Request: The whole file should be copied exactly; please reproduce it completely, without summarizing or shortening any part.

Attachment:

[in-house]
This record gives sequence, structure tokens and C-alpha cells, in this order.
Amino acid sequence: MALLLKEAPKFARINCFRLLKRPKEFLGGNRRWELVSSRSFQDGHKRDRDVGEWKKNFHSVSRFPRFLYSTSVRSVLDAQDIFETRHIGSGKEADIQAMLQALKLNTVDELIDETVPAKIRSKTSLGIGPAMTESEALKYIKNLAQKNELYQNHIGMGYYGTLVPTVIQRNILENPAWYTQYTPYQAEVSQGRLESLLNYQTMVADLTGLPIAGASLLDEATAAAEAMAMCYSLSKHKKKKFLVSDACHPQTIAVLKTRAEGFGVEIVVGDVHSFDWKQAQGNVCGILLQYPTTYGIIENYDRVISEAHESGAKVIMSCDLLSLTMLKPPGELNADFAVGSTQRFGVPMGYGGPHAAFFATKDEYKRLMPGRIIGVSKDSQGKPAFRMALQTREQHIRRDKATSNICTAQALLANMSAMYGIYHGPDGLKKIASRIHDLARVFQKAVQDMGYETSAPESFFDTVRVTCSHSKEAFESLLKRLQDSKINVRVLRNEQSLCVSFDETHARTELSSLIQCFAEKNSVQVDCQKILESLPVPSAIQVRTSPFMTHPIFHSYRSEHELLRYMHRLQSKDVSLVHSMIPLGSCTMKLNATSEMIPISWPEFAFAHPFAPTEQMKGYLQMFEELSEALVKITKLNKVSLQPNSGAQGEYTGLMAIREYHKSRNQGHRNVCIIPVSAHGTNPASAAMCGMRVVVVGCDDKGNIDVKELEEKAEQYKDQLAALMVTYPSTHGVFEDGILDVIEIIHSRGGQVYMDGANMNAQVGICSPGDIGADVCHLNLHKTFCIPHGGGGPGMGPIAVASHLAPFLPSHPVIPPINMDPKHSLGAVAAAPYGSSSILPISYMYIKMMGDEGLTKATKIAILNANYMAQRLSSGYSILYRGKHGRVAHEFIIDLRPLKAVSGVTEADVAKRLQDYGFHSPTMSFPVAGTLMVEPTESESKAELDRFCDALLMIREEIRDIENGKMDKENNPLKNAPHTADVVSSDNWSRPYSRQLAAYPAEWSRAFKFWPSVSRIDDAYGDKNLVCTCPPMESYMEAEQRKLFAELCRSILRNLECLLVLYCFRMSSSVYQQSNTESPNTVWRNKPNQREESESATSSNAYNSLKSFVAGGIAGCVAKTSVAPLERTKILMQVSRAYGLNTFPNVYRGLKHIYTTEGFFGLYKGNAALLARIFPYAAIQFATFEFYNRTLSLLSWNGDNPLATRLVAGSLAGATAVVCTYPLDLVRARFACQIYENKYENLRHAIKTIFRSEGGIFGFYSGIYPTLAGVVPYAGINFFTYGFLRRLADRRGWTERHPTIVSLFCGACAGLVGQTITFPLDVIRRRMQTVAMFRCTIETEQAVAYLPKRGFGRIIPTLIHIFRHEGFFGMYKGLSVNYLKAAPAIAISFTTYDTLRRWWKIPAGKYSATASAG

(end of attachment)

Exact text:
[in-house]
This record gives sequence, structure tokens and C-alpha cells, in this order.
Amino acid sequence: MALLLKEAPKFARINCFRLLKRPKEFLGGNRRWELVSSRSFQDGHKRDRDVGEWKKNFHSVSRFPRFLYSTSVRSVLDAQDIFETRHIGSGKEADIQAMLQALKLNTVDELIDETVPAKIRSKTSLGIGPAMTESEALKYIKNLAQKNELYQNHIGMGYYGTLVPTVIQRNILENPAWYTQYTPYQAEVSQGRLESLLNYQTMVADLTGLPIAGASLLDEATAAAEAMAMCYSLSKHKKKKFLVSDACHPQTIAVLKTRAEGFGVEIVVGDVHSFDWKQAQGNVCGILLQYPTTYGIIENYDRVISEAHESGAKVIMSCDLLSLTMLKPPGELNADFAVGSTQRFGVPMGYGGPHAAFFATKDEYKRLMPGRIIGVSKDSQGKPAFRMALQTREQHIRRDKATSNICTAQALLANMSAMYGIYHGPDGLKKIASRIHDLARVFQKAVQDMGYETSAPESFFDTVRVTCSHSKEAFESLLKRLQDSKINVRVLRNEQSLCVSFDETHARTELSSLIQCFAEKNSVQVDCQKILESLPVPSAIQVRTSPFMTHPIFHSYRSEHELLRYMHRLQSKDVSLVHSMIPLGSCTMKLNATSEMIPISWPEFAFAHPFAPTEQMKGYLQMFEELSEALVKITKLNKVSLQPNSGAQGEYTGLMAIREYHKSRNQGHRNVCIIPVSAHGTNPASAAMCGMRVVVVGCDDKGNIDVKELEEKAEQYKDQLAALMVTYPSTHGVFEDGILDVIEIIHSRGGQVYMDGANMNAQVGICSPGDIGADVCHLNLHKTFCIPHGGGGPGMGPIAVASHLAPFLPSHPVIPPINMDPKHSLGAVAAAPYGSSSILPISYMYIKMMGDEGLTKATKIAILNANYMAQRLSSGYSILYRGKHGRVAHEFIIDLRPLKAVSGVTEADVAKRLQDYGFHSPTMSFPVAGTLMVEPTESESKAELDRFCDALLMIREEIRDIENGKMDKENNPLKNAPHTADVVSSDNWSRPYSRQLAAYPAEWSRAFKFWPSVSRIDDAYGDKNLVCTCPPMESYMEAEQRKLFAELCRSILRNLECLLVLYCFRMSSSVYQQSNTESPNTVWRNKPNQREESESATSSNAYNSLKSFVAGGIAGCVAKTSVAPLERTKILMQVSRAYGLNTFPNVYRGLKHIYTTEGFFGLYKGNAALLARIFPYAAIQFATFEFYNRTLSLLSWNGDNPLATRLVAGSLAGATAVVCTYPLDLVRARFACQIYENKYENLRHAIKTIFRSEGGIFGFYSGIYPTLAGVVPYAGINFFTYGFLRRLADRRGWTERHPTIVSLFCGACAGLVGQTITFPLDVIRRRMQTVAMFRCTIETEQAVAYLPKRGFGRIIPTLIHIFRHEGFFGMYKGLSVNYLKAAPAIAISFTTYDTLRRWWKIPAGKYSATASAG